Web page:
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Overstrand capitalises on whale season as numbers grow

22 Sep

Overstrand capitalises on whale season as numbers grow

The return of tourists to the coastal towns of the Western Cape’s Overstrand region for the annual whale season is giving long-awaited relief to tourism and hospitality providers, and is an encouraging litmus test for South Africa’s first post-COVID peak summer season.

Between June and December, hundreds of calving Southern Right whales visit the shallow Atlantic Ocean waters off small towns such as Hermanus, Kleinmond and Betty’s Bay. At the height of the season in September and October, the region is one of the world’s top whale-watching destinations, and the spectacle is an essential income generator for tourism.

“This is the first whale season without any restrictive regulations in more than two years. Our tourism stakeholders are reliant on an uptake in bookings to ensure survival. The good news is that our tourism and hospitality sector, a commercial driver of the Overstrand, is recovering. There is still a strong domestic focus, but we appreciate hearing foreign accents on the streets as well,” said Dean O’Neill, Municipal Manager for the Overstrand District Municipality, in the whale-watching ‘capital’ of Hermanus.

Tourism to the town has been characterised by last-minute bookings, a noticeable trend worldwide post-COVID.

“Occupancies vary between 55% and 90%, depending on the day of week, with weekends being the busier time. The pick-up is very last minute, which has been the trend over the last few months,” said Ariana van der Merwe, Group Revenue Manager of the Liz McGrath Collection, which owns The Marine hotel on Hermanus’s famed Walker Bay cliff path.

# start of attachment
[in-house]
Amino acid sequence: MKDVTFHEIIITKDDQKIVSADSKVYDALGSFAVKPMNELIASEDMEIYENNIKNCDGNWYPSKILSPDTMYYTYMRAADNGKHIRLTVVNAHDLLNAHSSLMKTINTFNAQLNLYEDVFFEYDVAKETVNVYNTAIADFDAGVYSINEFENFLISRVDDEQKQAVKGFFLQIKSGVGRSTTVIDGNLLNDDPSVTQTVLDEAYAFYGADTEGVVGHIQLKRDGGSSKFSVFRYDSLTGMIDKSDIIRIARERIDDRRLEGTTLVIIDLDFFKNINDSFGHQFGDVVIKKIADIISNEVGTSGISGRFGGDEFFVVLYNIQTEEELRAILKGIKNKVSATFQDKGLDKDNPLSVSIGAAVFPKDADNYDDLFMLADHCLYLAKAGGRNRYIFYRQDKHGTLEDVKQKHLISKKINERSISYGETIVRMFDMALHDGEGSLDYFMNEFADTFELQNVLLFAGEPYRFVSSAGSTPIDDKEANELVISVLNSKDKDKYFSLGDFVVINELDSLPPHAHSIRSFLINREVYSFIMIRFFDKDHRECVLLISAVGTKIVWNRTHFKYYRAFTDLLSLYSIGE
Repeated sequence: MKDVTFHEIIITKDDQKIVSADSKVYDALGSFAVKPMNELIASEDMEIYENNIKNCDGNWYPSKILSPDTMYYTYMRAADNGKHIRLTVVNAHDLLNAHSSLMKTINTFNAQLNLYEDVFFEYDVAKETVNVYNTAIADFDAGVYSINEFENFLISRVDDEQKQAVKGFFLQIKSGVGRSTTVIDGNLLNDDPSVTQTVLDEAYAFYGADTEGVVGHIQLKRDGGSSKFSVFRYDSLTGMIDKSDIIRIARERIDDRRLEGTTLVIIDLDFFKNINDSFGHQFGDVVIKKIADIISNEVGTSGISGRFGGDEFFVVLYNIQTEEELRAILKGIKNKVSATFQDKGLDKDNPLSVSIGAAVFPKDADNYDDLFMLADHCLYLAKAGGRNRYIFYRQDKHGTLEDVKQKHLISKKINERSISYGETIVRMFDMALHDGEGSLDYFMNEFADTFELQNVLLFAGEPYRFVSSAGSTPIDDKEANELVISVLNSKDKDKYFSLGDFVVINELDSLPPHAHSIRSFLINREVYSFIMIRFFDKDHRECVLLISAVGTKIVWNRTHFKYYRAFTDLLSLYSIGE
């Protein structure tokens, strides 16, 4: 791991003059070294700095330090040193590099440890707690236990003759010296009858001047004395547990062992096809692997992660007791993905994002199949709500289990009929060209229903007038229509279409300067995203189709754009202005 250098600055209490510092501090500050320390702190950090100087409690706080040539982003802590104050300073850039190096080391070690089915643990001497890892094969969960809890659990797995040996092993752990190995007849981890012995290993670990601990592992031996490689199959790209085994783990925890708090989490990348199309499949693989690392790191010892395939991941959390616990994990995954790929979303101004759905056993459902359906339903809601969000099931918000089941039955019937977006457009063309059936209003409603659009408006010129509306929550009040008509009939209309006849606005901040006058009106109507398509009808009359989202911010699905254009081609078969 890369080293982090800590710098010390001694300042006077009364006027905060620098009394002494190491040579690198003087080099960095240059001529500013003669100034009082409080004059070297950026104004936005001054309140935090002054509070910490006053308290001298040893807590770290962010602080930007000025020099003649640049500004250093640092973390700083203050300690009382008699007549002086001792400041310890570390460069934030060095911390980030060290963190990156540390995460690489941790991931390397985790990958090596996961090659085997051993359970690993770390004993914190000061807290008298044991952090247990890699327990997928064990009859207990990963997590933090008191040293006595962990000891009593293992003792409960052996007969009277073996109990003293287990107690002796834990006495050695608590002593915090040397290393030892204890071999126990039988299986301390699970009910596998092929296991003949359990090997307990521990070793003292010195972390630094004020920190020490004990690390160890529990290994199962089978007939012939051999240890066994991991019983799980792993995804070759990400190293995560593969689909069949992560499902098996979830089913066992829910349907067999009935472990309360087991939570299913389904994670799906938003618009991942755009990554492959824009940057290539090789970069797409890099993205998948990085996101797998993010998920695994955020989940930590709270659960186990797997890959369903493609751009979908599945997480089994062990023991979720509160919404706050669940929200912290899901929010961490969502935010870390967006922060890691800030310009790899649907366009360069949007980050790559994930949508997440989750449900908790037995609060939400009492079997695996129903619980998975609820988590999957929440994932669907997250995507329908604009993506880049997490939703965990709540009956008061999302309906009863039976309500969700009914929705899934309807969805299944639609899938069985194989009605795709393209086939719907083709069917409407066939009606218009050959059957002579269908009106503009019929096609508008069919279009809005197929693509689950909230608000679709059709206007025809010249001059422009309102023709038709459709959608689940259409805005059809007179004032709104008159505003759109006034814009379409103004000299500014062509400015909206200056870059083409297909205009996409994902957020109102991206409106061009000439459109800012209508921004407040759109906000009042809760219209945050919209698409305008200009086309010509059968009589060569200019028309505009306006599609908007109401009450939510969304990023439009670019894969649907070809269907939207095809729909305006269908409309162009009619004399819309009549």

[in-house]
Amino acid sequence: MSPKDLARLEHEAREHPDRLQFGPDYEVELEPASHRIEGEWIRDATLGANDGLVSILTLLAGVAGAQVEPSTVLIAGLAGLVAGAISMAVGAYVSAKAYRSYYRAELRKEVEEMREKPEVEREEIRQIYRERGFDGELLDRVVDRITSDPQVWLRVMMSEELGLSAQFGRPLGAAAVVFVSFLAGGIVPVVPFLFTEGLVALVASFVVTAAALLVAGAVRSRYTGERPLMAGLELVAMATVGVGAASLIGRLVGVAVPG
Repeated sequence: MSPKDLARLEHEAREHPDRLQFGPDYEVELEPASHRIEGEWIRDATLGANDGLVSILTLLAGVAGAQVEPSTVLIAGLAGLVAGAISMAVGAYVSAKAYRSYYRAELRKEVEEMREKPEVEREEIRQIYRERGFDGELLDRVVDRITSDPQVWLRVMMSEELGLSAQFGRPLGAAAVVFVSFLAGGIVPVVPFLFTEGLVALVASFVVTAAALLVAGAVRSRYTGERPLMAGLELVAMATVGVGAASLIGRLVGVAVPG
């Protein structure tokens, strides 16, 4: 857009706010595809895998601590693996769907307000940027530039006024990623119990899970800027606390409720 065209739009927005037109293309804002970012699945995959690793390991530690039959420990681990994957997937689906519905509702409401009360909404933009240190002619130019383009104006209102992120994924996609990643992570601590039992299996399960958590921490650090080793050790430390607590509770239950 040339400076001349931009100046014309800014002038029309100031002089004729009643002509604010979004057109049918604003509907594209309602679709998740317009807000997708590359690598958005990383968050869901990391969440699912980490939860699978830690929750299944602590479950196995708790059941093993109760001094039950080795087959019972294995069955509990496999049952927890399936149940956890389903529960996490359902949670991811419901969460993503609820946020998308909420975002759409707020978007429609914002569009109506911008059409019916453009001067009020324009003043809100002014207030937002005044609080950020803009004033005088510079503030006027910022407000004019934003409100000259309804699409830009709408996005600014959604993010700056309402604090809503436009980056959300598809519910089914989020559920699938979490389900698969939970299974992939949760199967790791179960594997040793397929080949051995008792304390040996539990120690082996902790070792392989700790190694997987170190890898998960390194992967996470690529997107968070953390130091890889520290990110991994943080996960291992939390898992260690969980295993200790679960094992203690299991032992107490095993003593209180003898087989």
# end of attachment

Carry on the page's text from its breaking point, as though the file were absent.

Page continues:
Van der Merwe said the domestic market was still the top driver of bookings at the luxury hotel, followed by the UK, Germany and the US.

Whale numbers increase post-COVID

The first of several annual aerial whale surveys, conducted by the University of Pretoria’s Mammal Research Institute Whale Unit in August, counted 536 whales between the towns of Witsand and Hermanus, a significant increase from the 153 whales counted in 2020 and 288 in 2019.

Whale Unit Manager, Dr Els Vermeulen, said the whale-watching industry still had considerable room for growth that benefited both marine conservation and tourism.

“The whales are of huge importance to our country from a heritage and culture perspective, as well as from a socio-economic perspective. Understanding these whales from a scientific perspective, I strongly believe that working together – research, community, tourism sector – we can provide national and international visitors with an incredible whale-based experience, leading to increased education, awareness, as well as revenues.”

Forward bookings stacked up

Forward bookings along the Overstrand reflect the strongly rebounding demand for Cape Town as a local and international tourist destination.

“All the indicators are pointing to a good recovery this summer and we have been inundated with booking requests. More direct flights to Cape Town, such as the newly introduced twice-weekly Air Belgium flights from Brussels, will no doubt benefit the Overstrand and are more confirmation of a bumper upcoming summer season,” O’Neill pointed out.

“We are well ahead of the same time last year and are excited to welcome more guests to our hotel,” said Van der Merwe.

The Hermanus Whale Festival takes place from September 30 to October 2.

Tourism Update 20 September 2022


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